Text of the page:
8 ounces beef sirloin, thinly sliced against the grain then into thin strips
3 tablespoons Korean or Japanese dark soy sauce
1 to 2 tablespoons sesame oil
pinch granulated sugar
1 pound baby spinach
2 scallions, root and dark green ends trimmed, and 6 inch stalks thinly sliced diagonally
Freshly ground black pepper
Toasted sesame seeds

  1. Place the dried noodles in a dish with hot water to cover. Allow them to rehydrate, about 30 minutes, and drain. Bring a pot of water to a boil over high heat and cook noodles until transparent, 3 to 5 minutes. Drain.
  2. Heat 1 teaspoons of vegetable oil in a non stick skillet. Stir fry the garlic carrot, shitakes and beef along with 1 tablespoon soy sauce, 1/2 teaspoon sesame oil, and 1/2 teaspoon sugar, until the vegetables and the beef are just cooked, about 3 minutes. Add the spinach and continue stir frying until just wilted, about 1 minute more. Transfer to a plate. Add the remaining vegetable oil, soy sauce, sesame oil, and sugar to the skillet. Stir fry the noodles until heated, about 2 minutes. Return the stir-fried vegetables and meat to the skillet, add half the scallions, season with pepper to taste, and mix the ingredients so they are evenly distributed. Transfer to a platter, sprinkle some sesame seeds across the top, garnish with the remaining scallions, and serve.

Variations: Substitute pork tenderloins or chicken breast for the beef and slice, using the same technique as for the beef.
Omit the meat for a vegetarian version.

Fun Si L Han Jai
Braised Cellophane Noodles with Shrimp and Mushrooms

Fun Si, cellophane noodles made of mung bean starch, originated in China. They are also called crystal noodles because they become transparent when cooked. The noodles, when cooked, are springy and slippery. Naturally bland, they absorb a great deal of flavor. For this reason, they have been traditionally used in braised dishes such as this one, incorporated into dumpling stuffing, and added to soups such as Indonesia's classic sotoayam (pp 136-37). These same Chinese cellophane noodles were the inspiration behind Korea's tang myon, potato starch noodles, which are used in making chap chae (page 250). Although grayish in color, the potato starch noodles becomes transparent when cooked like the Chinese cellophane noodles, but with a light grayish hue.
Fun si lo han jai--braised cellophane noodles with dried shrimp, dried shitakes, and Napa cabbage--is a family favorite, and I never get tired of making it.

Serves 4-6

Three 7 ounces packages cellophane noodles
1/2 cup dried shrimp
8 dried medium shitake mushroom
1.5 tablespoons vegetable oil
2 large garlic cloves, crushed and peeled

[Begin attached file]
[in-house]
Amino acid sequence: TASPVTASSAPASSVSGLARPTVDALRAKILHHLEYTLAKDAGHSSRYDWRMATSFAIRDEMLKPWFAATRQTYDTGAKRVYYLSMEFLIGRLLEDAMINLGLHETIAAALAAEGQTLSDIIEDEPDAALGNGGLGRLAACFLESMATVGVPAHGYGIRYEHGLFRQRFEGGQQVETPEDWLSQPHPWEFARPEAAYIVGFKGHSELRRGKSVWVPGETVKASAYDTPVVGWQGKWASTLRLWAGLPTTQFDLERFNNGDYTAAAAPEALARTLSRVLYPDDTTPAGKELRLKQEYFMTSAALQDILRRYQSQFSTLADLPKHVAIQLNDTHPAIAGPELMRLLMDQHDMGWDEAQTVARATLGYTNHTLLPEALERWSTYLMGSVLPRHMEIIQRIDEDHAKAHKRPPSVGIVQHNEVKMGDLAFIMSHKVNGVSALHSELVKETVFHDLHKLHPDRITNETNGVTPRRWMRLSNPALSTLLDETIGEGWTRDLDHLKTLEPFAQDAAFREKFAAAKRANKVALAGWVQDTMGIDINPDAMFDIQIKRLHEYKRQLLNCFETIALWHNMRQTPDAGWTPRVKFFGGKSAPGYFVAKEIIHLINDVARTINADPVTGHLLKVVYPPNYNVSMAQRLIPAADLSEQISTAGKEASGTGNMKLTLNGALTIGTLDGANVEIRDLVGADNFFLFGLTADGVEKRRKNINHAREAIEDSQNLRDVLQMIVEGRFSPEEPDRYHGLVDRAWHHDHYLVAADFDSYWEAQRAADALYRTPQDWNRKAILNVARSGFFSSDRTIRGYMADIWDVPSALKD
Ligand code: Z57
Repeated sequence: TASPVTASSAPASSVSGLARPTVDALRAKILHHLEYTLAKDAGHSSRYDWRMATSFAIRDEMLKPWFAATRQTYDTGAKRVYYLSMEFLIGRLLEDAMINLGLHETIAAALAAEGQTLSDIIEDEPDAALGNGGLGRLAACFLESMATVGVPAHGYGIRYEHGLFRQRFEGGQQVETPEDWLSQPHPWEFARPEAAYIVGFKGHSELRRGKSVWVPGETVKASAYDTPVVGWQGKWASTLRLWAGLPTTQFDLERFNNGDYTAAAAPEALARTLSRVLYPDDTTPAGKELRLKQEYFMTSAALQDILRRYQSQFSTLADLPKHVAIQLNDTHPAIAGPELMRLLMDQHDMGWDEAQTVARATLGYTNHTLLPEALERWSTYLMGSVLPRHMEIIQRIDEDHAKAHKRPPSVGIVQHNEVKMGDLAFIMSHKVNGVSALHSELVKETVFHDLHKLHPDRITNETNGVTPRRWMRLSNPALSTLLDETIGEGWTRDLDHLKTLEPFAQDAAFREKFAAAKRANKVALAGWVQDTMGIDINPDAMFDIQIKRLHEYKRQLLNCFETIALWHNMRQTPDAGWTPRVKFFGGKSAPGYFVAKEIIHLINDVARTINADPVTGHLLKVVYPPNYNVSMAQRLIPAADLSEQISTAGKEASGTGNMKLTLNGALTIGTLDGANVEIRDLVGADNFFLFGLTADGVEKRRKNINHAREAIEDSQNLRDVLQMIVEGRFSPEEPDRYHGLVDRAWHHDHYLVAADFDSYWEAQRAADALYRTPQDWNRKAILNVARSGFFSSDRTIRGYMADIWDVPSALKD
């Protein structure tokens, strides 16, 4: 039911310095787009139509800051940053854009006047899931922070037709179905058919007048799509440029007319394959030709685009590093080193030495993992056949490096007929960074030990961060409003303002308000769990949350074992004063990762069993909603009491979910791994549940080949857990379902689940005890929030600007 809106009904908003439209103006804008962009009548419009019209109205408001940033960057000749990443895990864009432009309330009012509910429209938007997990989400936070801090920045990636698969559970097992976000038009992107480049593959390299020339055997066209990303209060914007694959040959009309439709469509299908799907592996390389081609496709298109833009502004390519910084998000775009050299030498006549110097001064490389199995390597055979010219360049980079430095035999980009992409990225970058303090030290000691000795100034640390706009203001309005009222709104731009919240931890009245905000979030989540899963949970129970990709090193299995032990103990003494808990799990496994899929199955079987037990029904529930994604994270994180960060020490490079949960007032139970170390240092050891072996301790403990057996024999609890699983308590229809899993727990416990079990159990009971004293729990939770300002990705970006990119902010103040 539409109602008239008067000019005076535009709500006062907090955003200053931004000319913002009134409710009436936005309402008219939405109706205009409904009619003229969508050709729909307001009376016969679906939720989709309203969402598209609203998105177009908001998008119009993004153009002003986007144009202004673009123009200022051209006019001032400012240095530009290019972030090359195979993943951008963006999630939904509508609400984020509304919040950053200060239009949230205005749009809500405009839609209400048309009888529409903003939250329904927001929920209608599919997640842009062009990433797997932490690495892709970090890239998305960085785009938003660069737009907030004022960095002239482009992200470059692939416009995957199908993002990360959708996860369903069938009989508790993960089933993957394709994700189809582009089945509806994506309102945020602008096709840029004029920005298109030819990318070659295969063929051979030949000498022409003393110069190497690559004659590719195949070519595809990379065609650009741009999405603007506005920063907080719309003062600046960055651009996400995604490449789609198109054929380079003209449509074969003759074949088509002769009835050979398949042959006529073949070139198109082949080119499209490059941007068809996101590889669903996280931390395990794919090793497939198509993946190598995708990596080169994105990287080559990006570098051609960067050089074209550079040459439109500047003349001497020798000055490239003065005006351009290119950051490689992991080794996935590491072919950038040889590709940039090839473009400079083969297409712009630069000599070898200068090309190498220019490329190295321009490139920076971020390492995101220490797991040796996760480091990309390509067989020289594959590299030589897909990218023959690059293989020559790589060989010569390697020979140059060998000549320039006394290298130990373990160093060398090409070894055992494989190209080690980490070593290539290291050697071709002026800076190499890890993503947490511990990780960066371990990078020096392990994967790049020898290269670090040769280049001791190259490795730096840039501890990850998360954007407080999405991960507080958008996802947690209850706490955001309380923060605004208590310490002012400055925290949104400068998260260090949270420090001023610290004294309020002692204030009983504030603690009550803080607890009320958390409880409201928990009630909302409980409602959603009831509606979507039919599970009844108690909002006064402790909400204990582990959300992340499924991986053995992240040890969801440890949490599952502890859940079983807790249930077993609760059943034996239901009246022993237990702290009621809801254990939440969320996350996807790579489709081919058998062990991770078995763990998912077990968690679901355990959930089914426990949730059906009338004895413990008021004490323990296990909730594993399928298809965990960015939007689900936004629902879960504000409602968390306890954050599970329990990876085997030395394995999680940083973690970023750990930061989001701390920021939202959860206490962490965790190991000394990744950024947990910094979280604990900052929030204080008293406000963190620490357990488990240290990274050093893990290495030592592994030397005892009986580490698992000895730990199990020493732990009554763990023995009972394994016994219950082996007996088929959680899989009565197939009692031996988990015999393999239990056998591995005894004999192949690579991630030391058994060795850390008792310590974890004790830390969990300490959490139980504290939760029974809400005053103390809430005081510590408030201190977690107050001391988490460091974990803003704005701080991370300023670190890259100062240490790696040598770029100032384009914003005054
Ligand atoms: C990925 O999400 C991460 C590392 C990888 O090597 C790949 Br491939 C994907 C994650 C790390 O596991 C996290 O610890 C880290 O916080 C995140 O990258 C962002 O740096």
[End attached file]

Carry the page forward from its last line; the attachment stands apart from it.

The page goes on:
1 ounce fresh ginger, peeled and sliced paper thin.
4 scallions, root and dark green ends trimmed, and 6 inch stalks cut into 1 inch long pieces.
8 large Napa cabbage leaves, halved lengthwise and sliced crosswise and cut into 1 inch strips
2 cups basic chicken stock (page 116)
2 tablespoons Chinese light soy sauce
2 tablespoons oyster sauce
2 tablespoons Shoaxing wine
2 teaspoons sesame oil.

  1. Place the cellophane noodles, shrimp and shitake in 3 separate bowls with water to cover until soft, about 30 minutes. Drain all three. Place the shitakes between the palms of your hands and squeeze to get rid of the excess water. With a paring knife remove and discard the stems and julienne the caps.
  2. Heat the oil in a sand pot or a heavy- bottomed pot over medium heat. Stir fry the garlic, ginger and scallions until fragrant and lightly golden, about 5 minutes. Add the shrimp, shitakes and cabbage and stir fry until just cooked, about 5 minutes. Transfer to a plate. To the same pot, add the stock, soy sauce, oyster sauce, Shaoxing wine and sesame oil and bring to a gentle boil over medium heat. Reduce the heat to medium-low, add the noodles, and cook until they have absorbed all of the stock, 3 to 5 minutes. Return the cabbage stir fry to the pot and stir to distribute the ingredients evenly. Cover and cook until heated through, about 5 minutes more. Divide among the individual plates and serve with a bowl of rice on the side.
Corrine Trang is an award-winning cookbook author. She has written for distinguished magazines such as Food and Wine, Organic Style, and Saveur. She is also a faculty member of the Hospitality Management and Culinary Arts Program at Drexel University in Philadelphia, where she teaches Asian culinary arts. She lives in New York City.